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Youth Fighting Fat (Part Three): Empowered Youth, Empowered Communities

Part three of a three-part series by Talia Whyte

 

The Mattapan Farmers’ Market is a youth-led initiative spearheaded by the Mattapan Food and Fitness Coalition. Healthy food has become more affordable in the city this year, due in part to the Bounty Bucks program, which enables low income Bostonians to have access to products available at city farmers' markets while strengthening the economy for local farmers. For purchases up to $20, a customer’s EBT card will be debited for half the cost. In addition, most of the food at the Mattapan market comes from farms in neighboring Milton, which helps reduce the carbon miles food travels from farm to table.

However, it seems like for every step forward, there are two steps going backwards. Recently, Congress targeted funding cuts to the Supplemental Nutrition Assistance Program (SNAP) or food stamps to offset costs for Medicaid and teacher layoffs. These cuts will especially hurt youth, who consume nearly half of SNAP-purchased products.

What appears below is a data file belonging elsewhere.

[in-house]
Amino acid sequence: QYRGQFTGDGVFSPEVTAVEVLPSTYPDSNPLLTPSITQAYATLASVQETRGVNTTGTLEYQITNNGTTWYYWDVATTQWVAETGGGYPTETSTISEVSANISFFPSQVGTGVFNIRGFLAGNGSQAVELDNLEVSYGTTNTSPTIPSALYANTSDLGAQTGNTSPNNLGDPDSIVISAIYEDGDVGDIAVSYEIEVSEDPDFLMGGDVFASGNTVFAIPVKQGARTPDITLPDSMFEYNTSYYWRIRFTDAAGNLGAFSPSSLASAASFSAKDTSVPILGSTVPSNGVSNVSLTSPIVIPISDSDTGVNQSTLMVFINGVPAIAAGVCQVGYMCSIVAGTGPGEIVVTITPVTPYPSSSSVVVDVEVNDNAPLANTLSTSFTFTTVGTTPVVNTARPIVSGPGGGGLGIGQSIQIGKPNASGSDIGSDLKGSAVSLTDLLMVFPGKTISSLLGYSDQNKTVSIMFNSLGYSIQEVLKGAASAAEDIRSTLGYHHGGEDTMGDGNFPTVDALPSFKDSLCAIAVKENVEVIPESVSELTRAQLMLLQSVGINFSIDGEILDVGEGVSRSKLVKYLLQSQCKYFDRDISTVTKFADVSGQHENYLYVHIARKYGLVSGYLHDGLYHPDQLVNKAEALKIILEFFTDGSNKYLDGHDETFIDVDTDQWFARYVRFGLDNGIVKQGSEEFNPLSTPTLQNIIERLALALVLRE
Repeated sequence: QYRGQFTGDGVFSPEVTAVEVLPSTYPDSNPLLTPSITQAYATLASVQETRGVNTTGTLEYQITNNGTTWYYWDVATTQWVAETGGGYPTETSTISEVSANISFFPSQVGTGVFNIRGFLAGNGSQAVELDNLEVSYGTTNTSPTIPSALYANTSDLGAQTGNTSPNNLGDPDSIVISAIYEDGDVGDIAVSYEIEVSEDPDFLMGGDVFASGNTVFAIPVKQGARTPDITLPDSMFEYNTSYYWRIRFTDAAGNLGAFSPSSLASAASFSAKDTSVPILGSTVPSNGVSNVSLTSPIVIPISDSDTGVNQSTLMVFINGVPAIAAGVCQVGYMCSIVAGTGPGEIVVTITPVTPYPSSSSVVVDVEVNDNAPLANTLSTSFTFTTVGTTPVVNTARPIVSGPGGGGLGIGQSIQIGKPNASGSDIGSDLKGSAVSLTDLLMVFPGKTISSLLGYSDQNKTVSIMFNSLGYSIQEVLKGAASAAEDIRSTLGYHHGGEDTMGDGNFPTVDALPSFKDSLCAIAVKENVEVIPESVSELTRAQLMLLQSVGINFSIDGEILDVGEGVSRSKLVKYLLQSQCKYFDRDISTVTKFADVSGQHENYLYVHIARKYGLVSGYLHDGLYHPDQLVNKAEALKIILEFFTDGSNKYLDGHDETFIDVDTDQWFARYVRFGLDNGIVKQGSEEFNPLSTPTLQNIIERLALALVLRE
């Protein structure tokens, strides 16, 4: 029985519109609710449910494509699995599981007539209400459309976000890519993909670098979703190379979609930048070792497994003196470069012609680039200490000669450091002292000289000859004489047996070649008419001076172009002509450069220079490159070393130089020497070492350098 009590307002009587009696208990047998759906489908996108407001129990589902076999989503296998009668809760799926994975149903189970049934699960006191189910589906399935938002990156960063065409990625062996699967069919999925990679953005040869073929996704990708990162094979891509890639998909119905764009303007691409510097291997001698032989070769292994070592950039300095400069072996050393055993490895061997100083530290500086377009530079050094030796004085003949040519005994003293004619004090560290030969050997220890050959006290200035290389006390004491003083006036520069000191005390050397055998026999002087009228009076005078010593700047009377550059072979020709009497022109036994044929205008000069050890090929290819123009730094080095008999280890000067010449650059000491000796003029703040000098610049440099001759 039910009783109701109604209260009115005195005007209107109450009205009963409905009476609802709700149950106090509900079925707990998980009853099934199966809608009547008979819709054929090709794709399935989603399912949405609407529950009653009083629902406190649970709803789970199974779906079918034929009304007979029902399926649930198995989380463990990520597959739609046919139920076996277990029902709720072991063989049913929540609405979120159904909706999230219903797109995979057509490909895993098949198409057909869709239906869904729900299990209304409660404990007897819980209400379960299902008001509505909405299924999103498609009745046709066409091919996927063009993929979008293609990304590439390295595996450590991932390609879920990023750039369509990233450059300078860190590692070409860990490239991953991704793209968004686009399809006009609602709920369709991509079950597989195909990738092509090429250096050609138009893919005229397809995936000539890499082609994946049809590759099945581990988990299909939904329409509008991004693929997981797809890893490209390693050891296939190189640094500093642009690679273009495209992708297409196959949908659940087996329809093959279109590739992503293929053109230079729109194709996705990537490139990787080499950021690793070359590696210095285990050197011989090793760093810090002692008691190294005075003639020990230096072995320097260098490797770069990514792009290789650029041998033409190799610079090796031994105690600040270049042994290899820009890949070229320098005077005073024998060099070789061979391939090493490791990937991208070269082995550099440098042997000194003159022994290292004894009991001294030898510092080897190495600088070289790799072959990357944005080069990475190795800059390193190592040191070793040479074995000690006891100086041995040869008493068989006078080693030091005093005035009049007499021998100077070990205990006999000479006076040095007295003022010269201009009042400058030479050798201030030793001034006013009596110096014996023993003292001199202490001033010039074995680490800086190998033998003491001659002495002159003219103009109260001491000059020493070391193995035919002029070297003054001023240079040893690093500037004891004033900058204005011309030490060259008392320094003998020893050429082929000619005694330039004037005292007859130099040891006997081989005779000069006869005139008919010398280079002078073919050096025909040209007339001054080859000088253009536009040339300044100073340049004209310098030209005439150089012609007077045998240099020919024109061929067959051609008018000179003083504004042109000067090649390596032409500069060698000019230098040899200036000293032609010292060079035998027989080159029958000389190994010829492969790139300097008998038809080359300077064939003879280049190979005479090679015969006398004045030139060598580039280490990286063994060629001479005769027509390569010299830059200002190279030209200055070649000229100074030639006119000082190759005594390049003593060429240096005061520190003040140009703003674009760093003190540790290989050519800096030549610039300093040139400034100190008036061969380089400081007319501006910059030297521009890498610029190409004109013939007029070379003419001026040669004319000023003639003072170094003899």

In the same breath, the Healthy, Hunger-Free Kids Act also just passed, which provides an additional $4.5 billion over 10 years to federal child nutrition programs including school lunch. The increase is a first in 30 years. While some advocates see this as a victory, other felt that the passage of this bill along with the food stamp cuts was like robbing Peter to pay Paul. There is no clear-cut way to addressing food security and childhood obesity; however, at least the topic has become a national discussion.

As for the Mattapan farmers’ market, the discussion is starting from the grassroots, local level, and making a difference - one bite at a time.